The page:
Care in cooking of food and thorough mastication are urged by Mr. Linfor, if a long life is desired.  Don’t worry is another of his maxims.  Mrs. Linfor says he has nothing to worry about except that he hears very little and can see scarcely at all, so he doesn’t know anything about worrying.  So philosophical are the husband and wife, however, that they did not seem to imagine that the loss of sight and hearing would cause most persons to worry.  Mr. Linfor has a remarkable memory and he delights to quote passages from the books he has read and to recite over and over again incidents of his early life and events that are history to the present generation.

Mr. Linfor was born in Norfolk, England and has lived in this country, he says, “only” sixty-one years. Thirty-one of these have been spent in Syracuse and twenty-eight in the house which he now occupies.  When he first reached this city, the manner of reaching Long Branch was by steamer from Salina Pier, the Onondaga County Fair was held here, the R. W. & O. Railroad ran excursions to Frenchmans Island and the Syracuse Opera Company gave performances at the old Weiting Opera House. 

Mr. Linford has two sons, eighteen grandchildren, and sixteen great-grandchildren.  Two Nieces are the only relatives, except his wife, who live near this city.”[9]

Linford 1

The second find is in a book titled Art of Longevity by B. J. Henley, Syracuse, N.Y. 1911 along with a picture of William Linfor (see above).  They have the wrong place of birth and a couple of other facts wrong.  Here is a transcription of that article.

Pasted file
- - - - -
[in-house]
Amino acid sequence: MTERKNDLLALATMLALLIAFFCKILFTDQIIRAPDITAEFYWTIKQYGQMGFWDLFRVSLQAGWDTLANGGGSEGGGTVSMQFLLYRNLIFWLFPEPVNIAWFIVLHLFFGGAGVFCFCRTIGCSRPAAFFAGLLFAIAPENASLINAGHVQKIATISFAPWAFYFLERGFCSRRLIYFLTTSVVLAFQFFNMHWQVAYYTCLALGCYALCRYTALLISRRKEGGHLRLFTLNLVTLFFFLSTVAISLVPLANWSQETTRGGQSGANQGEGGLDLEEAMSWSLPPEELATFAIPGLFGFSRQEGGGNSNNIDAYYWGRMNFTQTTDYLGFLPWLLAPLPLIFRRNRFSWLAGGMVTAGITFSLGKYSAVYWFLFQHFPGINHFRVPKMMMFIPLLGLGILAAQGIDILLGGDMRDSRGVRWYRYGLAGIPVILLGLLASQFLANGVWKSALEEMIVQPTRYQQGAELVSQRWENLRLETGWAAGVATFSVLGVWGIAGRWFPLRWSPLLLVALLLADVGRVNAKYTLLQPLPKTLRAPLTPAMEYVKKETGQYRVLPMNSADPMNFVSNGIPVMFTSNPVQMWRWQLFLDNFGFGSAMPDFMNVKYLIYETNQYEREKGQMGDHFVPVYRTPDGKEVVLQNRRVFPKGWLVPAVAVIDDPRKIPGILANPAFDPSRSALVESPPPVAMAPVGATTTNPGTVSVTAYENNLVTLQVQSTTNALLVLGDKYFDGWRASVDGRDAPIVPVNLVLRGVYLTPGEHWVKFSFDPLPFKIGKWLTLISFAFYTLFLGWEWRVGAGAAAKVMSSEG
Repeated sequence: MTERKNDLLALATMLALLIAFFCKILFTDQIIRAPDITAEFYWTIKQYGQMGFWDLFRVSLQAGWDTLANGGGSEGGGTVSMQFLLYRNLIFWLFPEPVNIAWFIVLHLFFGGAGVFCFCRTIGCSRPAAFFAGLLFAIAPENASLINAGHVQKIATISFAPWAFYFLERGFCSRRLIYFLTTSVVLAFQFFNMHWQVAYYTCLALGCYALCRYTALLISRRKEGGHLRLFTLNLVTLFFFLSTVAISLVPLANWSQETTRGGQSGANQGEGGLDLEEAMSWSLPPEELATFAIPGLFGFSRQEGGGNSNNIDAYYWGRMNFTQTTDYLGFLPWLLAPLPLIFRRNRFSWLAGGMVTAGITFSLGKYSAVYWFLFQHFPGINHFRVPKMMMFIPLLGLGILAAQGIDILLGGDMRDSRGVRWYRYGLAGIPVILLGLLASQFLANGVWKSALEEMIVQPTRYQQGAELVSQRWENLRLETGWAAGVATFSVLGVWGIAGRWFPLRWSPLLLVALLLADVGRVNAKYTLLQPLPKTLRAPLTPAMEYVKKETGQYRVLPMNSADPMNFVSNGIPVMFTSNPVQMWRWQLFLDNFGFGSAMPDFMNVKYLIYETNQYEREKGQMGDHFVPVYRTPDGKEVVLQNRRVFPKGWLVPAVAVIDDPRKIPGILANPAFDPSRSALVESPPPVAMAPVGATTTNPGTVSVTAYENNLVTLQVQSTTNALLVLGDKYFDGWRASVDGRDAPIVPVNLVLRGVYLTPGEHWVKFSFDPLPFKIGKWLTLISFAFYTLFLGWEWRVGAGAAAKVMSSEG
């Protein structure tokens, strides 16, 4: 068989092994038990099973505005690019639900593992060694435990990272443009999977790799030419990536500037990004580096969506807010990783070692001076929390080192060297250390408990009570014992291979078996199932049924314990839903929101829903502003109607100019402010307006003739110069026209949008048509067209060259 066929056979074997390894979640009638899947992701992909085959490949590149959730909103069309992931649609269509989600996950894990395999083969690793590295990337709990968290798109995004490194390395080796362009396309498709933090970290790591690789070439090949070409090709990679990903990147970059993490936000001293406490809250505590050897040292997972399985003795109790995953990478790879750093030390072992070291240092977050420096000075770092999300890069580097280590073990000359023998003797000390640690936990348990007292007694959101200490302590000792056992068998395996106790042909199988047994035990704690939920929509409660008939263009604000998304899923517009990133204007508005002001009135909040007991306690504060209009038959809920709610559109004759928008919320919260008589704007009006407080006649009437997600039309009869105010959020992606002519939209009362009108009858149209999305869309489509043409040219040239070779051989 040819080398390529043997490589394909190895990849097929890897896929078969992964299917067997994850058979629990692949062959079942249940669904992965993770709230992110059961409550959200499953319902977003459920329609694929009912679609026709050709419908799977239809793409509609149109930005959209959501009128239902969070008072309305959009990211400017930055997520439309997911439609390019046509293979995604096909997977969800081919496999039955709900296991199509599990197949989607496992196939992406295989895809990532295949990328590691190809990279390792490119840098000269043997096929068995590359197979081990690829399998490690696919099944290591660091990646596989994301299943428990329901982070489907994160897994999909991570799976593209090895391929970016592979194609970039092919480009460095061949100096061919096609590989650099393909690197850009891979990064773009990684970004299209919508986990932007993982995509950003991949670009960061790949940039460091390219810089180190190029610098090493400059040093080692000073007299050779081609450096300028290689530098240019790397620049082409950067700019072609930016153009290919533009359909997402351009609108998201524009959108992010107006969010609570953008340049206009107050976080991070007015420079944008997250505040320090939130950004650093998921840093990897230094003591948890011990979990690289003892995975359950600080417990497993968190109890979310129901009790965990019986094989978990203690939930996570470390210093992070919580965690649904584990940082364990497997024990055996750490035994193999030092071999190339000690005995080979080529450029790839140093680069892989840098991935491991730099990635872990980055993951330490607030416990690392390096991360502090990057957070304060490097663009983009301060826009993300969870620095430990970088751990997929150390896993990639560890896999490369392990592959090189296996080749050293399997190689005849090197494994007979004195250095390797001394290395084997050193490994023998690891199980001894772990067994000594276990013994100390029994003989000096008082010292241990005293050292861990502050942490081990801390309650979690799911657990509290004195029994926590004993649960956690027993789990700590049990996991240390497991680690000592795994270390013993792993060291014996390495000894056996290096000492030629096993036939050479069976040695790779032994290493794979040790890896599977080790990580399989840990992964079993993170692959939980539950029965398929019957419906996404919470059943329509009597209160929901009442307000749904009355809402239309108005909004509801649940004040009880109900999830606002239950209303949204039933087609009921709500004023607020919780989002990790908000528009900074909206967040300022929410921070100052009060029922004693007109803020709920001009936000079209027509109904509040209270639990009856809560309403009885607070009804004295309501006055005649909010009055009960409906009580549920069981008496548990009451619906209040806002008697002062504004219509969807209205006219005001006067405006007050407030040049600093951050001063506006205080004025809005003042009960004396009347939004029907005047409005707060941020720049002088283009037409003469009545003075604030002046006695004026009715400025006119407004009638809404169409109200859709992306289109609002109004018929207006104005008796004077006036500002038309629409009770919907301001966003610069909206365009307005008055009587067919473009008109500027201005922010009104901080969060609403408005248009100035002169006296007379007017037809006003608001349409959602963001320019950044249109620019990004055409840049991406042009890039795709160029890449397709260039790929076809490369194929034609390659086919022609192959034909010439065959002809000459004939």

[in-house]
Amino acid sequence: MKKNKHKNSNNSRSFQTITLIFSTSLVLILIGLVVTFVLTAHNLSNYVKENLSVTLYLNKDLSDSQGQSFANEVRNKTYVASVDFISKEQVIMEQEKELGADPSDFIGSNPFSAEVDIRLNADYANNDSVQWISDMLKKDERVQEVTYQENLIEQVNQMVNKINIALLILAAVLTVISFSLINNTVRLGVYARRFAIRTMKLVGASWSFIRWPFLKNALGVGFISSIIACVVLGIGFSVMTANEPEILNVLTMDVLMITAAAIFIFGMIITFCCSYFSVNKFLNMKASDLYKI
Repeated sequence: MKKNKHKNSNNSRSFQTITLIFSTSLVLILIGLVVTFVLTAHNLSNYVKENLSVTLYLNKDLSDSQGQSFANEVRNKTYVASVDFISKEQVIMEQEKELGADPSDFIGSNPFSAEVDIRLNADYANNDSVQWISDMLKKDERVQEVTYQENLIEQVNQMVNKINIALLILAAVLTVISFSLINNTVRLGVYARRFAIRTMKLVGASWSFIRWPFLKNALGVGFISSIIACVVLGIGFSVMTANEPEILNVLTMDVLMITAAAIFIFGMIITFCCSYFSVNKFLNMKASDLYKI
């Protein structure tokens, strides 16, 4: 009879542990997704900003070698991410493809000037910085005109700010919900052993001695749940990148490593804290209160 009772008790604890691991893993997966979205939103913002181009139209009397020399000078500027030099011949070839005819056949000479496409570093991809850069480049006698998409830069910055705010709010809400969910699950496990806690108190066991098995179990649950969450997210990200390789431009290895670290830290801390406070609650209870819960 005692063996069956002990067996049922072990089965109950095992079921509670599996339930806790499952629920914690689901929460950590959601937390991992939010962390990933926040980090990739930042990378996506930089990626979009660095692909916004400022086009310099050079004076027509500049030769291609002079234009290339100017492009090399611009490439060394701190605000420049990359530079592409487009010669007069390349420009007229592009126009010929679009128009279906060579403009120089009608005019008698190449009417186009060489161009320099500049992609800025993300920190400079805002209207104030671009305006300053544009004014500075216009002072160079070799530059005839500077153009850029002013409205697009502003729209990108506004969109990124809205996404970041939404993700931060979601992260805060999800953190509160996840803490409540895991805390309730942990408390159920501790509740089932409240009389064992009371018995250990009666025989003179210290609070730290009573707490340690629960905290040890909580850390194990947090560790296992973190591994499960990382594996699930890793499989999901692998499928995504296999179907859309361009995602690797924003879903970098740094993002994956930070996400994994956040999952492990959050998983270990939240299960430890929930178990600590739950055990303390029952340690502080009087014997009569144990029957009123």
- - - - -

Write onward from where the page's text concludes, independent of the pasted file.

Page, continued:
William Linford – 99 Years Old

Born in Linconshire, England, August 25, 1811 – Now living in Syracuse, N. Y.

From the Syracuse Journal

“William Linfor, 1516 Grape St. is beginning to carry a cane.  He is getting ready to celebrate his 99th birthday, August 25th, and his friends have persuaded him that such an ornament is very appropriate for that time of life.  He finds it very awkward, but says that he can do it.

Mr. Linfor is one of the most self-reliant men in Syracuse.  Born in Lincolnshire, England in 1811, he has been a resident of the United States for forty years.  He is a farmer and has never lost interest in his profession.  He bought a farm in Ransom, Ill., when land was worth $1.75 an acre and lived to see it worth $200.  He has three Children, numerous grandchildren, and finds it hard work to keep an accurate census of his great-grandchildren. 

His activity is the wonder of the neighborhood.  He finds plenty to do and always does it thoroughly.  Neighbors could hardly believe last winter that the spry old man they saw climbing a ladder to clean the snow from the roof of his house was almost a centenarian, but he was and he isn’t nearly ready to quit work yet.”